Non-Conventional Food Plants (NCFPs) symbolize diverse, healthy and accessible food
Most of these plants sprout on their own and grow spontaneously in the earth beds. Some receive pejorative classifications such as ‘harmful.” Many of them, meanwhile, are edible and have a high nutritional value – equal to or superior to those of the vegetables, roots and fruit that we are accustomed to eating.
The term Non-Conventional Food Plants (NCFPs) refers to all the native or exotic plants that have some edible part but are not included in our daily meal plan, like lettuce, cabbage, arugula are, either because it is not customary or through a lack of information.
Some of the more well-known are milkweed, elephant’s ears, purslane, sorrel, hibiscus, and the now famous lemon vine – rich in protein and essential amino acids, fiber, Calcium, Iron, Phosphorus, which greatly benefits the intestinal flora.
In Brazil, there are at least three thousand species of known eatable plants. It is estimated that this number may reach five thousand, which is equivalent to 10% of the native flora.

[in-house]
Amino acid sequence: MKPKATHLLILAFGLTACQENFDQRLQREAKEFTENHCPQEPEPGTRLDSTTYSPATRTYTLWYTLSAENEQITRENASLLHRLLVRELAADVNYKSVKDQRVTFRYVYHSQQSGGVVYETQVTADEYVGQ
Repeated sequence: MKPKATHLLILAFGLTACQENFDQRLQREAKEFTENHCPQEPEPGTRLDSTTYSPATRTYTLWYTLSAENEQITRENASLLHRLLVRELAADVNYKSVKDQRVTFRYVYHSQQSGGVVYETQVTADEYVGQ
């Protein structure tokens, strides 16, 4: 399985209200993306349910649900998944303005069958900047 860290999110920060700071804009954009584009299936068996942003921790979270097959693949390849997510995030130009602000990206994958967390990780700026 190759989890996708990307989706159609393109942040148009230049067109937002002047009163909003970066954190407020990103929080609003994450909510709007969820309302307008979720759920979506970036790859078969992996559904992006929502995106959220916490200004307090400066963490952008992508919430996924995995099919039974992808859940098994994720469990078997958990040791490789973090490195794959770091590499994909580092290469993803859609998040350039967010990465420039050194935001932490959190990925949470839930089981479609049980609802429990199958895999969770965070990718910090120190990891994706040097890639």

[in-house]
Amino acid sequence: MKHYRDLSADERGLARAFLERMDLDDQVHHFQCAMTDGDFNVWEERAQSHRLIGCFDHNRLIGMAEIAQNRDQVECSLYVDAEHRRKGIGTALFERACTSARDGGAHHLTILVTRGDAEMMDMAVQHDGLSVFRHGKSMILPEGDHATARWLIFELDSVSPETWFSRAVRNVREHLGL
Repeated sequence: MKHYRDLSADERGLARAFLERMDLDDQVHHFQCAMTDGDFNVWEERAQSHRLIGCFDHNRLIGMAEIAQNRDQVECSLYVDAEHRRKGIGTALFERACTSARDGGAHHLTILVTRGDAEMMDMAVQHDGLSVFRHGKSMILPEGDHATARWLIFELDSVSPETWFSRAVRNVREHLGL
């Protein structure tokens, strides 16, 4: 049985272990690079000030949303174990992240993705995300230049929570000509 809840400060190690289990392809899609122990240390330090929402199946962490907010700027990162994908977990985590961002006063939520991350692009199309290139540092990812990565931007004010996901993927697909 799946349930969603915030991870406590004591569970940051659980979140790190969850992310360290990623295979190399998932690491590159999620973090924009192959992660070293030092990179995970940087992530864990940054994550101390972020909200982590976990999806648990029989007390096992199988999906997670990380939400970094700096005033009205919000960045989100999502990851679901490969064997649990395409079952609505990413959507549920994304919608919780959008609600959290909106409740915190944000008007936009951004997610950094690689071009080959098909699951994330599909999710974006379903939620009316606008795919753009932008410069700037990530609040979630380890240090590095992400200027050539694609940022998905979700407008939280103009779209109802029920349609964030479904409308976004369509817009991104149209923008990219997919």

The NCFPs adapted to different environments try to reseed naturally and thus contribute to the recovery of the processes of the living systems, contributing to the formation of biodiverse cultures. Futhermore, in integration with the human communities, they are fundamental in planning for food and ecologic sovereignty – which symbolizes a guarantee of diverse, healthy, and accessible foods.
“They do not need to be cultivated, just maintained and managed according to the conditions of the soil and interest in their propagation. Because they have sprouted in diversified environments, they interact with the rest, maintaining the diversity, the base of life,” affirms a monk of the Grace Mercy Order, Friar Renatto.
Non-conventional plants, in the form of permanent cultures, such as permaculture, maintain the water cycle and are responsible for diminishing the compaction and increasing the life in the soil, requiring less use of energy in the system, explains the Friar.
In this way, they contribute to the ecologic balance and show themselves to be good choices of food for vulnerable social groups. For example, according to the monk, the NCFPs are rich in essential vitamins, antioxidants, fiber, and mineral salts.
The members of the Light-Community of Figueira integrate the NCFPs into the agroforestry systems, which according to Friar Renatto, fosters the creation of natural ecosystems and generates food without so many demands. “We are submerging deeper into the recognition and consumption of these plants,” he says.